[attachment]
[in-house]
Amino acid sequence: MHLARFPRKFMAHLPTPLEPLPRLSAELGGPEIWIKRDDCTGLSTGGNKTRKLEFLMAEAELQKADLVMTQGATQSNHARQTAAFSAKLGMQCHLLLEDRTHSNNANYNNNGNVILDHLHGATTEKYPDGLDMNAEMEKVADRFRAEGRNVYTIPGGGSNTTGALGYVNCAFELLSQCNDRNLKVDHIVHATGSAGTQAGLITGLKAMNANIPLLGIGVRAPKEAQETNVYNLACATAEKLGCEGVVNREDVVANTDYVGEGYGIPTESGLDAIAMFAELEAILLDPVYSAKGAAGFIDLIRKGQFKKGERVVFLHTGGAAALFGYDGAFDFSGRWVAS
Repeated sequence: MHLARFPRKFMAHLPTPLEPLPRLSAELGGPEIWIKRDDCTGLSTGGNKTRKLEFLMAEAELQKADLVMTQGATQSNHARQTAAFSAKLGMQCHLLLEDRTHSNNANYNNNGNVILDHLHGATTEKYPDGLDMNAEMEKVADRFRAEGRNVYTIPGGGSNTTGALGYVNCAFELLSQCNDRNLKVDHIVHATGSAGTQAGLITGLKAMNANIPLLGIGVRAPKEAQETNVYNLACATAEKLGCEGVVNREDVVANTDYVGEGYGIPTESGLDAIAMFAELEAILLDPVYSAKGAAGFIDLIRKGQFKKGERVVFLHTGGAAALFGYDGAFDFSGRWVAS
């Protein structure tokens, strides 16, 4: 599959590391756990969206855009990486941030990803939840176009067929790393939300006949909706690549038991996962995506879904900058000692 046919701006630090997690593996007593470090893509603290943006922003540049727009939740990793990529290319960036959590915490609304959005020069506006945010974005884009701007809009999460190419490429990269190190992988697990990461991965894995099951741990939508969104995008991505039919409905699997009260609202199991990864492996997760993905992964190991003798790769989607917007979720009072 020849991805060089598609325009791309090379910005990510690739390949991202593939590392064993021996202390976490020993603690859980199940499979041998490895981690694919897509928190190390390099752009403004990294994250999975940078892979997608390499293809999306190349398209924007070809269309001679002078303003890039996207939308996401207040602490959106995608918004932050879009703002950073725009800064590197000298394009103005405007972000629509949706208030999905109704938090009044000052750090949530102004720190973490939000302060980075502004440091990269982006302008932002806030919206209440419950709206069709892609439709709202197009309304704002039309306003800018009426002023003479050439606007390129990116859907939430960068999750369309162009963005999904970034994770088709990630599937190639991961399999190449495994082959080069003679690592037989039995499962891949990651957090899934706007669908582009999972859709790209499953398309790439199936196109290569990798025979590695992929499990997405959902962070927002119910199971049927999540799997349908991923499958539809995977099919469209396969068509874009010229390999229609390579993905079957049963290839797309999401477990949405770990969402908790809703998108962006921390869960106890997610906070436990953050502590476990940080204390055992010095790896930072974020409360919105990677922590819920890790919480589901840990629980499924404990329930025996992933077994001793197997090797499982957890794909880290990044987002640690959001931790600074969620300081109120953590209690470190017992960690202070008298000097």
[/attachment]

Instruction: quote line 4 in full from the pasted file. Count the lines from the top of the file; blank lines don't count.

């Protein structure tokens, strides 16, 4: 599959590391756990969206855009990486941030990803939840176009067929790393939300006949909706690549038991996962995506879904900058000692 046919701006630090997690593996007593470090893509603290943006922003540049727009939740990793990529290319960036959590915490609304959005020069506006945010974005884009701007809009999460190419490429990269190190992988697990990461991965894995099951741990939508969104995008991505039919409905699997009260609202199991990864492996997760993905992964190991003798790769989607917007979720009072 020849991805060089598609325009791309090379910005990510690739390949991202593939590392064993021996202390976490020993603690859980199940499979041998490895981690694919897509928190190390390099752009403004990294994250999975940078892979997608390499293809999306190349398209924007070809269309001679002078303003890039996207939308996401207040602490959106995608918004932050879009703002950073725009800064590197000298394009103005405007972000629509949706208030999905109704938090009044000052750090949530102004720190973490939000302060980075502004440091990269982006302008932002806030919206209440419950709206069709892609439709709202197009309304704002039309306003800018009426002023003479050439606007390129990116859907939430960068999750369309162009963005999904970034994770088709990630599937190639991961399999190449495994082959080069003679690592037989039995499962891949990651957090899934706007669908582009999972859709790209499953398309790439199936196109290569990798025979590695992929499990997405959902962070927002119910199971049927999540799997349908991923499958539809995977099919469209396969068509874009010229390999229609390579993905079957049963290839797309999401477990949405770990969402908790809703998108962006921390869960106890997610906070436990953050502590476990940080204390055992010095790896930072974020409360919105990677922590819920890790919480589901840990629980499924404990329930025996992933077994001793197997090797499982957890794909880290990044987002640690959001931790600074969620300081109120953590209690470190017992960690202070008298000097």